A Portland, Oregon couple had a conversation about hardwood floors in their home — which an Amazon Echo recorded and shared with a random person on their contact list. The couple discovered the recording had been shared, they told CBS News affiliate KIRO-TV, when an employee of her husband's called to say he'd been sent the recording.
Amazon says that the Echo recorded the conversation and sent it because it thought it had been told to do so.
"Echo woke up due to a word in background conversation sounding like "Alexa," said Amazon in a statement sent to GearBrain by email. "Then, the subsequent conversation was heard as a "send message" request. At which point, Alexa said out loud "To whom?" At which point, the background conversation was interpreted as a name in the customers contact list. Alexa then asked out loud, "[contact name], right?" Alexa then interpreted background conversation as "right"."
The employee, based in Seattle, proved that he had audio files of the conversation by telling the couple they had talked about hardwood floors. The couple then unplugged the devices, and contacted Amazon, speaking with an Alexa engineer, who admitted the recording had happened — and that the files had been randomly shared with a contact.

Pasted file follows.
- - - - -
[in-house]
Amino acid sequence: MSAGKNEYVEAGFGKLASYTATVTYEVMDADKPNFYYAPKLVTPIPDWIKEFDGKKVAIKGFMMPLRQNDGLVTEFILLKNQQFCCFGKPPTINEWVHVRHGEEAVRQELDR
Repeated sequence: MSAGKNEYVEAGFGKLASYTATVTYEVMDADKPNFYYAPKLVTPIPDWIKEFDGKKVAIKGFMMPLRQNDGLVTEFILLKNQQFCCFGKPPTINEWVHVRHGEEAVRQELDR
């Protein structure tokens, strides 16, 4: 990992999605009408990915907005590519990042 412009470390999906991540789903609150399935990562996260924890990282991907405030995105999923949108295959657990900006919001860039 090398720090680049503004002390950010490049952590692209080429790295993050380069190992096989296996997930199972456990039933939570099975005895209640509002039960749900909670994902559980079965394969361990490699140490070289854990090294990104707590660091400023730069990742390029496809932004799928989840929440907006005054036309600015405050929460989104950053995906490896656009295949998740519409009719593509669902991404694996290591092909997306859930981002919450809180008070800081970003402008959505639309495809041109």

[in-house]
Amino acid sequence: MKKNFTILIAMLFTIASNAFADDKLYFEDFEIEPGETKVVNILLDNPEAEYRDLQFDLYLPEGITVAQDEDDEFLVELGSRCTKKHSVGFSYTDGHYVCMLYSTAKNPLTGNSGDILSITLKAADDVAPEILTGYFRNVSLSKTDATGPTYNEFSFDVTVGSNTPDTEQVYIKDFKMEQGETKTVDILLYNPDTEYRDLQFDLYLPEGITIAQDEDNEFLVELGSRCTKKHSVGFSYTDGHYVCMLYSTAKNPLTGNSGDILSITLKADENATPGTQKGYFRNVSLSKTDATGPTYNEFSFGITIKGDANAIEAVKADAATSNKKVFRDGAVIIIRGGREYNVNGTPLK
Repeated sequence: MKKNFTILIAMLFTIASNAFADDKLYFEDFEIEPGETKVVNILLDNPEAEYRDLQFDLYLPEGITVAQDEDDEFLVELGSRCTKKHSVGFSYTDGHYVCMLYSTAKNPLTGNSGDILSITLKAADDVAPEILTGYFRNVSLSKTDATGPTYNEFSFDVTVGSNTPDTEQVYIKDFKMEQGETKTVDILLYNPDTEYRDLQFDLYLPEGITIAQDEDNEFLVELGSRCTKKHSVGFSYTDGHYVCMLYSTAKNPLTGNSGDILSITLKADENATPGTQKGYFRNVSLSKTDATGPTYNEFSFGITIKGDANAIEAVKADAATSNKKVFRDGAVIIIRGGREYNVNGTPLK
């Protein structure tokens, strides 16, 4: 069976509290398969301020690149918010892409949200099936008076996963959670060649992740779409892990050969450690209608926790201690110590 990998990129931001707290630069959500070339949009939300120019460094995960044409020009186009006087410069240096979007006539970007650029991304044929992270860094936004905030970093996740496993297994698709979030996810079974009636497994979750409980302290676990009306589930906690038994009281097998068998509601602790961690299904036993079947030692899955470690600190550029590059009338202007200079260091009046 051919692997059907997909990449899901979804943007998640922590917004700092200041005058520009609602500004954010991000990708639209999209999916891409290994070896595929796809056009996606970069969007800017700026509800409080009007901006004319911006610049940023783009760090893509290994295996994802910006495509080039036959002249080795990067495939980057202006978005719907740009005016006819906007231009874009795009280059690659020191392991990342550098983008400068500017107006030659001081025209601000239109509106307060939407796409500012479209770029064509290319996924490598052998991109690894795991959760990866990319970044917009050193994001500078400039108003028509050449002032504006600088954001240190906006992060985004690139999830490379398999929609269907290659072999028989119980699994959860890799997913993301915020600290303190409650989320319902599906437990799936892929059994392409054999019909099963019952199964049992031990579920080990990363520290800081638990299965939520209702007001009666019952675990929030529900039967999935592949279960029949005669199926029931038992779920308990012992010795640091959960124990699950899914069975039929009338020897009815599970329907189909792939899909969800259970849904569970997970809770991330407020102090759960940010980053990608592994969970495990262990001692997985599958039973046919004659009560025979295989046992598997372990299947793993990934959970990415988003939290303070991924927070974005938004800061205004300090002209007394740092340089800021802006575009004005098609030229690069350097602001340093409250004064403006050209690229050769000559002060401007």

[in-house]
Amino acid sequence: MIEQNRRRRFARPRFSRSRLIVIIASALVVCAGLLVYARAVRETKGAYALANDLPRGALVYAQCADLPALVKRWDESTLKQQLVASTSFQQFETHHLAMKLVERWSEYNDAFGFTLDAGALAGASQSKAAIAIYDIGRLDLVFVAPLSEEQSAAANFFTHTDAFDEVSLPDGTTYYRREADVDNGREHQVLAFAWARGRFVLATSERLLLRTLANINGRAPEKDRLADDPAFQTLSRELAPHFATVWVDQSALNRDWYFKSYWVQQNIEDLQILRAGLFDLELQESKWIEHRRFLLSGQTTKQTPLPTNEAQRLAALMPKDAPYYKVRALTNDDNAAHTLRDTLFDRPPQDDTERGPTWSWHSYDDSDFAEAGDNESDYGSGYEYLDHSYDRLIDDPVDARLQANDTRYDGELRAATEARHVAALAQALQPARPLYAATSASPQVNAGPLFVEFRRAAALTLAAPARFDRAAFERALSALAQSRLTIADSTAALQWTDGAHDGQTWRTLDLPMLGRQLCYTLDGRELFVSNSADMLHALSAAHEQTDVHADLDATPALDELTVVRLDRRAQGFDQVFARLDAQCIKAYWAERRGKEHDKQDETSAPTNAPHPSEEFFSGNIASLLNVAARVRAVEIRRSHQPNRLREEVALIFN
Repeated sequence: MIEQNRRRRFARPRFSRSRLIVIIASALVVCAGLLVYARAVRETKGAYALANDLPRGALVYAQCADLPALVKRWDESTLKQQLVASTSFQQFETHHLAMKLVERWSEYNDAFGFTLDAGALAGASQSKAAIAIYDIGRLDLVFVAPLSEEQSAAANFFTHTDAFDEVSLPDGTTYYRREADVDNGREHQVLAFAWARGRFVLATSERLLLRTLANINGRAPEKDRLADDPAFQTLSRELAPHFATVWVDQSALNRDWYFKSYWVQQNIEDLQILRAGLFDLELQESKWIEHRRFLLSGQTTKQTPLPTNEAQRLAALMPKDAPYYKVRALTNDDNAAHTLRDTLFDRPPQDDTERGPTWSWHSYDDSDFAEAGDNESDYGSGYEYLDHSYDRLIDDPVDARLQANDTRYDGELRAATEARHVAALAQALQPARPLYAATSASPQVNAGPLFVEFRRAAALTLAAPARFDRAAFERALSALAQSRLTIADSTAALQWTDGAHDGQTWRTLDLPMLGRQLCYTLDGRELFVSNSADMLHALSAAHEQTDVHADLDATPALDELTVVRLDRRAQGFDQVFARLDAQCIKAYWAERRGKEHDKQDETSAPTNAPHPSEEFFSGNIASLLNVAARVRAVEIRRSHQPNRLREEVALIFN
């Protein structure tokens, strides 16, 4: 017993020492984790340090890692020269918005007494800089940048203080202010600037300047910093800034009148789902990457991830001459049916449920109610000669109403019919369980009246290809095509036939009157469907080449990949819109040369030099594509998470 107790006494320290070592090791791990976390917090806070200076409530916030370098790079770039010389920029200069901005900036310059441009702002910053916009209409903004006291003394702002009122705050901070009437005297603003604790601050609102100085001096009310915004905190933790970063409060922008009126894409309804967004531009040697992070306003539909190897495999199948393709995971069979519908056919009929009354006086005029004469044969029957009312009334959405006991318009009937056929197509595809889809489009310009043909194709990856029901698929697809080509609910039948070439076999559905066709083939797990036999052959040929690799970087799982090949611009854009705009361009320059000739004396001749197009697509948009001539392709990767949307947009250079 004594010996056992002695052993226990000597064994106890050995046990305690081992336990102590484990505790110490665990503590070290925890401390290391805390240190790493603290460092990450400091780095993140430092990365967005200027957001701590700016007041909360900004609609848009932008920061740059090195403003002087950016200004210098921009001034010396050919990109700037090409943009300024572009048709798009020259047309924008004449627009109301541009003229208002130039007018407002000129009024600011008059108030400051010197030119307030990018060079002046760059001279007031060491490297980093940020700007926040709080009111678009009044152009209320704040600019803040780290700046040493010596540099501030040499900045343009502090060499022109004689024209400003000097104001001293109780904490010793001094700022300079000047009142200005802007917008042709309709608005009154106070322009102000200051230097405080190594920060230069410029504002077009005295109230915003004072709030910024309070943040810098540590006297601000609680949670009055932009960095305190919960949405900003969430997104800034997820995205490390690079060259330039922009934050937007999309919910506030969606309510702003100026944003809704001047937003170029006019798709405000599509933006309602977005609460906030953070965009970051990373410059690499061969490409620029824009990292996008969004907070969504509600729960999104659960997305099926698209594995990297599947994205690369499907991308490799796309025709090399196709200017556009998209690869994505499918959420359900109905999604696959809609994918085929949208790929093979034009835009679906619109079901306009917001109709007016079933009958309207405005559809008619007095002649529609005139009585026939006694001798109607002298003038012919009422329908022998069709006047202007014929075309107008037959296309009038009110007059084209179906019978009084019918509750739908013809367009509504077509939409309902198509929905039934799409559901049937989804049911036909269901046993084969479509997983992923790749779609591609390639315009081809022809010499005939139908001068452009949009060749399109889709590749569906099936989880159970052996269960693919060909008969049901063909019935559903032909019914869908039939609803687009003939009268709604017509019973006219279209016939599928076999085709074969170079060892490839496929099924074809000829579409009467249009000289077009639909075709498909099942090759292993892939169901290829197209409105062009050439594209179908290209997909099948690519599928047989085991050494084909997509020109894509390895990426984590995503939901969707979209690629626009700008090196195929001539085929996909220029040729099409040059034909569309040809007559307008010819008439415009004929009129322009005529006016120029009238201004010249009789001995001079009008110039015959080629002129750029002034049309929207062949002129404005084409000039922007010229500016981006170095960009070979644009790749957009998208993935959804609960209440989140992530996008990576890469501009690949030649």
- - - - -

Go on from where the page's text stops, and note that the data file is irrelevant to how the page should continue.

Earlier this year, cybersecurity researchers had built a way for Alexa devices to listen in on owners, and send those transcripts back to them by building what looked like an innocent calculator skill. That hack has since been patched by Amazon.
Google Home had their own issue with secret recordings back in 2017. An Android Police reporter caught a Google Home Mini not just recording what was happening in his home, but also sending that information back to Google's servers. Google had to issue a firmware update to the devices.
Amazon Echo devices just slipped to the second rung in the smart speaker space to Google Home in worldwide sales as of May 2018, according to research firm Canalys. Both Amazon and Google are aggressively pushing their voice-enabled systems into people's home, to the way consumers access music, control their lights and even shop for groceries. Devices that eavesdrop when they're not supposed to, however, and send that data to random people could erode consumer confidence in these products.
Amazon says they are looking to figure out how to prevent a situation like this from happening again: "As unlikely as this string of events is, we are evaluating options to make this case even less likely."